Figure 7.

Spiral oxygen electrode sensor and anatomical features. (a) Phragmites australis: excised rhizome with platinum wire cathode around apex. Bar, 15 mm. (b) Phragmites australis: transverse section of apical bud of vertical rhizome, stained with phloroglucinol and concentrated hydrochloric acid to indicate lignification (red). Note concentric scale leaves with aerenchyma channels (A); the abaxial epidermal wall thickening is far greater than on the adaxial side. Bar, 600 µm. (c) Phragmites australis: longitudinal section of apical bud of horizontal rhizome. Black indicates gas-transport connections; D, developing nodal diaphragm; P, developing pith cavity; S, scale leaf. Bar, 600 µm. (d) Oryza rhizomatis: transverse section of apical bud of vertical rhizome. Note concentric scale leaves with aerenchyma channels, A; the abaxial epidermal wall thickening is far greater than on the adaxial side. Bar, 600 µm. (e) Oryza rhizomatis: longitudinal section of apical bud of horizontal rhizome. Black indicates gas-transport connections; D, developing nodal diaphragm; P, developing pith cavity; arrows, trabeculae (diaphragms) within scale leaf. Bar, 600 µm. (f) Phragmites australis: sliver from abaxial surface of scale leaf epidermis of vertical rhizome apex. Note stomata (arrows). Bar, 50 µm. (g) Phragmites australis: transverse section of scale leaf to show porous trabecula (diaphragm) T, composed of stellate parenchyma, across aerenchyma channel; cf. (e). Bar, 130 µm.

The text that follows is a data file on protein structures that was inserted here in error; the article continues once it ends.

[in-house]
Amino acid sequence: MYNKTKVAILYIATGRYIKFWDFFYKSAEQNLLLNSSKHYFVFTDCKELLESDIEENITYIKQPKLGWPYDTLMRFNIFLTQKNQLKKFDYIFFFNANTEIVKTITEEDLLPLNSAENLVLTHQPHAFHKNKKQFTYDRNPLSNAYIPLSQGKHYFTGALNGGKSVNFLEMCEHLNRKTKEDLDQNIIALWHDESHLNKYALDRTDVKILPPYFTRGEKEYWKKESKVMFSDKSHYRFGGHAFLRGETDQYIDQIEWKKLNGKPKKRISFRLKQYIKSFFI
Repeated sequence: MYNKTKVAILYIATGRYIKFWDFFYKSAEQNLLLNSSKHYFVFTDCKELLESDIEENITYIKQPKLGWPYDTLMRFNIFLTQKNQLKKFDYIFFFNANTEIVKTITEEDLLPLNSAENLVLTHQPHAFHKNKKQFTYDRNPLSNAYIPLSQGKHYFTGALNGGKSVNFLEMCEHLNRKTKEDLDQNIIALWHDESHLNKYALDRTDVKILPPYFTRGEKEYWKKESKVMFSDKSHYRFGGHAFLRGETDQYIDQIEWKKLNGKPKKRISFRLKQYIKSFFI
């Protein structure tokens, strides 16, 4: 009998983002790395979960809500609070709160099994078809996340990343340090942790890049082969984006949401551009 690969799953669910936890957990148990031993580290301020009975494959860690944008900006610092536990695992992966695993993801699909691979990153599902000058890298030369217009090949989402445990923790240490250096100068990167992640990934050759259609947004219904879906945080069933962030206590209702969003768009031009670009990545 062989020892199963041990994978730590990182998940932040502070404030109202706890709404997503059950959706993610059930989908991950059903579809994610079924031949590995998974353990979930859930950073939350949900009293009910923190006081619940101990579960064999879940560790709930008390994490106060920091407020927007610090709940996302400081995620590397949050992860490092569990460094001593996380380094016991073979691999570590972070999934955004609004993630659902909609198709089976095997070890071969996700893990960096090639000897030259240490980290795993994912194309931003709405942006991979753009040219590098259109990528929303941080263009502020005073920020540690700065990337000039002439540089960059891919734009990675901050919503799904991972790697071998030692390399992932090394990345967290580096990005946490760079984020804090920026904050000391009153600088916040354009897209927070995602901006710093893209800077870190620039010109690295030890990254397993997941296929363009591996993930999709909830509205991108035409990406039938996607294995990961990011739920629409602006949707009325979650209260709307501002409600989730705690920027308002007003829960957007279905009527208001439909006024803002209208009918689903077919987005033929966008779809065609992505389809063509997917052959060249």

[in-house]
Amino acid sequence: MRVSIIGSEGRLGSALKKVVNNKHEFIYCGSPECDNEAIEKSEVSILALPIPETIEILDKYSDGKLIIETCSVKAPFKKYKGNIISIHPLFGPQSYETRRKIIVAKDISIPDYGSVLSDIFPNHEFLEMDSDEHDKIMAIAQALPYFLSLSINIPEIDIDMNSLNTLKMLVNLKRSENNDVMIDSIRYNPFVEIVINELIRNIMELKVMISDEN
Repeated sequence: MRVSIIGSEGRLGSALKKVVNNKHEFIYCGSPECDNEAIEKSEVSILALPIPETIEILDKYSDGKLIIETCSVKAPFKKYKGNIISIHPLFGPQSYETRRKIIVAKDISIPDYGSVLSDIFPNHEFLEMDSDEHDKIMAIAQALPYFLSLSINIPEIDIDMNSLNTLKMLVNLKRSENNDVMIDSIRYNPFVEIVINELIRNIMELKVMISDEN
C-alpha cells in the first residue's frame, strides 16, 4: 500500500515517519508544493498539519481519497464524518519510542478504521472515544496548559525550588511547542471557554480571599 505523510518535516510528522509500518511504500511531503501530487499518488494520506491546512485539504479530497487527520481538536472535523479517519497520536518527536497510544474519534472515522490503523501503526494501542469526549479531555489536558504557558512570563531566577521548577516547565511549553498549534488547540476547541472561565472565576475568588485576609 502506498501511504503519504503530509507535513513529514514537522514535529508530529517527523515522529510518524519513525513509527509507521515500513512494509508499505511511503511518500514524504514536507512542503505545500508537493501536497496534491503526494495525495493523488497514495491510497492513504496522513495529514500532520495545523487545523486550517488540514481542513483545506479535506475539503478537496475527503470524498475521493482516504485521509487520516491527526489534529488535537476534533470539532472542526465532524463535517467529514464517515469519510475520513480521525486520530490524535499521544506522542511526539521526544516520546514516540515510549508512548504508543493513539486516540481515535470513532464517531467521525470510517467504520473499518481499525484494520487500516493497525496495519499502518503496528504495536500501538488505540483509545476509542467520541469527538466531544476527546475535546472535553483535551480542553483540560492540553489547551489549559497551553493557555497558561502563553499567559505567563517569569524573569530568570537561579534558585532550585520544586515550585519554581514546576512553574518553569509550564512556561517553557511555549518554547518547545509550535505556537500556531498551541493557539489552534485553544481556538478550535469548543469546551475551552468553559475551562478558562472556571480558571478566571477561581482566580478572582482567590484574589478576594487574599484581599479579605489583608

Perennial rice, Carex, Glyceria and Phragmites plants  Each plant was removed from the Hoagland's solution, the rhizomes and roots were washed with tap water, and coiled platinum wire electrodes fitted over rhizome apices, as described previously. The lead from each electrode was secured to the plant, and the rhizomes and roots were submerged in soil slurry together with fibre tips of the Ag–AgCl electrodes; here the depth of water above the slurry was approx. 30 mm. The shoots were emergent and the rhizome apices were submerged to a depth of at least 40 mm within the slurry.

Radial oxygen loss (ROL) to the phyllospheres (from rhizome apices)

Coiled Pt wire cathodes used in conjunction with Ag–AgCl anodes (as above) were attached to polarographs and polarized at an appropriate voltage to ensure all O2 molecules reaching the cathode were electrolytically reduced to water. At equilibrium, the electrolysis current was used to calculate the O2-diffusion rate at the cathode surface. Unlike the cylindrical cathodes used previously by Armstrong (1979), these coiled cathodes, because of their open nature, could not be used to assess the rate of O2 per unit area of rhizome tip. Here ROL was expressed in terms of O2 diffusion rate (ng min−1).

Excised rhizomes (Phragmites)  Electrodes and rhizomes were submerged in slurry as for redox measurement.